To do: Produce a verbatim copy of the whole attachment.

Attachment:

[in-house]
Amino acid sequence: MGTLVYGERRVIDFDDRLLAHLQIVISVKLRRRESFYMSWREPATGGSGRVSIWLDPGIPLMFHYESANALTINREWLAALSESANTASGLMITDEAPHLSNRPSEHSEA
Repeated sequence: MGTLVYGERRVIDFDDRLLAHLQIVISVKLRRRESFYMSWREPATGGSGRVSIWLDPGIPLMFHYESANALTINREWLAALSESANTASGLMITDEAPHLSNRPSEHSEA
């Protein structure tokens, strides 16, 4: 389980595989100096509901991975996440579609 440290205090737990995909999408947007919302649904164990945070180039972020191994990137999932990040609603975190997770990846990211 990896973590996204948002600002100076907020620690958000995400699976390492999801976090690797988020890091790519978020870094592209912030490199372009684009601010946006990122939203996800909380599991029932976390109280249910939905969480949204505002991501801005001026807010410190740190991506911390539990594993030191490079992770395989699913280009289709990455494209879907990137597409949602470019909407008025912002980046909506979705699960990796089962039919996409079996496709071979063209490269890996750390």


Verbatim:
[in-house]
Amino acid sequence: MGTLVYGERRVIDFDDRLLAHLQIVISVKLRRRESFYMSWREPATGGSGRVSIWLDPGIPLMFHYESANALTINREWLAALSESANTASGLMITDEAPHLSNRPSEHSEA
Repeated sequence: MGTLVYGERRVIDFDDRLLAHLQIVISVKLRRRESFYMSWREPATGGSGRVSIWLDPGIPLMFHYESANALTINREWLAALSESANTASGLMITDEAPHLSNRPSEHSEA
């Protein structure tokens, strides 16, 4: 389980595989100096509901991975996440579609 440290205090737990995909999408947007919302649904164990945070180039972020191994990137999932990040609603975190997770990846990211 990896973590996204948002600002100076907020620690958000995400699976390492999801976090690797988020890091790519978020870094592209912030490199372009684009601010946006990122939203996800909380599991029932976390109280249910939905969480949204505002991501801005001026807010410190740190991506911390539990594993030191490079992770395989699913280009289709990455494209879907990137597409949602470019909407008025912002980046909506979705699960990796089962039919996409079996496709071979063209490269890996750390």